"I Want to Know More!": Children are Sensitive to Explanation Quality when Exploring New Information




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When someone encounters an explanation perceived as weak, this may lead to a feeling of deprivation or tension that can be resolved by engaging in additional learning. This study examined to what extent children respond to weak explanations by seeking additional learning opportunities. Seven- to ten-year-olds (N = 81) explored questions and explanations (circular or mechanistic) about 12 animals using a novel Android tablet application. After rating the quality of an initial explanation, children could request and receive additional information or return to the main menu to choose a new animal to explore. Consistent with past research, there were both developmental and IQ-related differences in how children evaluated explanation quality. But across development, children were more likely to request additional information in response to circular explanations than mechanistic explanations. Importantly, children were also more likely to request additional information in direct response to explanations that they themselves had assigned low ratings, regardless of explanation type. In addition, there was significant variability in both children's explanation evaluation and their exploration, suggesting important directions for future research. The findings support the deprivation theory of curiosity and offer implications for education.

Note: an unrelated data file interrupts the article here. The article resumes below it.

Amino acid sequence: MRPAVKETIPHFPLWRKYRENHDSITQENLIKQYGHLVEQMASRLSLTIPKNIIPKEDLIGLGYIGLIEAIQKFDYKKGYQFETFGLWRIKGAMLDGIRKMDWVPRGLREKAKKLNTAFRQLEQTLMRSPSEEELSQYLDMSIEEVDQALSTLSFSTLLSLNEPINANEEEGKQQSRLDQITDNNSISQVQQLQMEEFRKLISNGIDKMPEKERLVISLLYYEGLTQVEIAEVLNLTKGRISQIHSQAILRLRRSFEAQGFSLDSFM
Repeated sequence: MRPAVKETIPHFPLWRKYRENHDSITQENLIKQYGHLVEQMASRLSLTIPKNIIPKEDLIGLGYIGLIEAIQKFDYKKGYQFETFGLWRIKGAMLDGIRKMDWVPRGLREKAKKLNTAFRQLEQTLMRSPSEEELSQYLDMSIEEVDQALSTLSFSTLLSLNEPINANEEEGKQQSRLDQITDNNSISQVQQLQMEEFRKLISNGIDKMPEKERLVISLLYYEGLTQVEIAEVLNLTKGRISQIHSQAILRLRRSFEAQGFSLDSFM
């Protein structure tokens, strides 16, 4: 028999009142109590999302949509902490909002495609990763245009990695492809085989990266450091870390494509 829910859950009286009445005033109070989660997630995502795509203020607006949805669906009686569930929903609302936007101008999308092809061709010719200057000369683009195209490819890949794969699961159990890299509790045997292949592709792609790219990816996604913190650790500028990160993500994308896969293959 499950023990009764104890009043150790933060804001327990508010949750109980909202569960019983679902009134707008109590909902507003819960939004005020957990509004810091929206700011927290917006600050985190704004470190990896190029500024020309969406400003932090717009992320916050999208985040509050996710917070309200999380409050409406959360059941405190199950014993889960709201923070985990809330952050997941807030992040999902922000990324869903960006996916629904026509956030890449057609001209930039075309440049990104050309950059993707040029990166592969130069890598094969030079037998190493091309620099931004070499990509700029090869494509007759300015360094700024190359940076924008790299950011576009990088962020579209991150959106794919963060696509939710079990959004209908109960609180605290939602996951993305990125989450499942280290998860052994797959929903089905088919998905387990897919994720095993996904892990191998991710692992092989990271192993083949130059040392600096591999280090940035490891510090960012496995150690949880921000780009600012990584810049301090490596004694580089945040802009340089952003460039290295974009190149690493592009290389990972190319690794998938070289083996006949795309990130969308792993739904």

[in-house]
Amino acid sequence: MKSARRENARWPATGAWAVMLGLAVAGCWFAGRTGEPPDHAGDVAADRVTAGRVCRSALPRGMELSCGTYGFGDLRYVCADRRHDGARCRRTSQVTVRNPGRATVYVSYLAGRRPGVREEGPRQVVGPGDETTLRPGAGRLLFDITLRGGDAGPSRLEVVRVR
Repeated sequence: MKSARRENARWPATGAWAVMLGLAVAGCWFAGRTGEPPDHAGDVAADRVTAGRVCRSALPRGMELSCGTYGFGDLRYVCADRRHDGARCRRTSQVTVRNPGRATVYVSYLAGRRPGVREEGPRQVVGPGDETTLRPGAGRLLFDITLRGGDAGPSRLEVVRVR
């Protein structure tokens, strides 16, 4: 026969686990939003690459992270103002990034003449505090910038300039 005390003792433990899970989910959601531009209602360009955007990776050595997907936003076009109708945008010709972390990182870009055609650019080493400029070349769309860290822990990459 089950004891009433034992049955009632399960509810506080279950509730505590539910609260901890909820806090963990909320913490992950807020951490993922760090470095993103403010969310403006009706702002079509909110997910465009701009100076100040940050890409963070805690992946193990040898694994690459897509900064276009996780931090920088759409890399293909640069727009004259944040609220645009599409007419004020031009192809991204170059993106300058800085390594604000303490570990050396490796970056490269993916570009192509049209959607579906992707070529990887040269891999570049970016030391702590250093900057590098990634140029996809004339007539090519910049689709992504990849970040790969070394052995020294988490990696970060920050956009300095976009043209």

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Knowledge, Theory of, in children, Learning, Metacognition, Explanation, Information behavior, Science—Study and teaching, Curiosity, Executive functions (Neuropsychology)


National Science Foundation grant DRL-1551795


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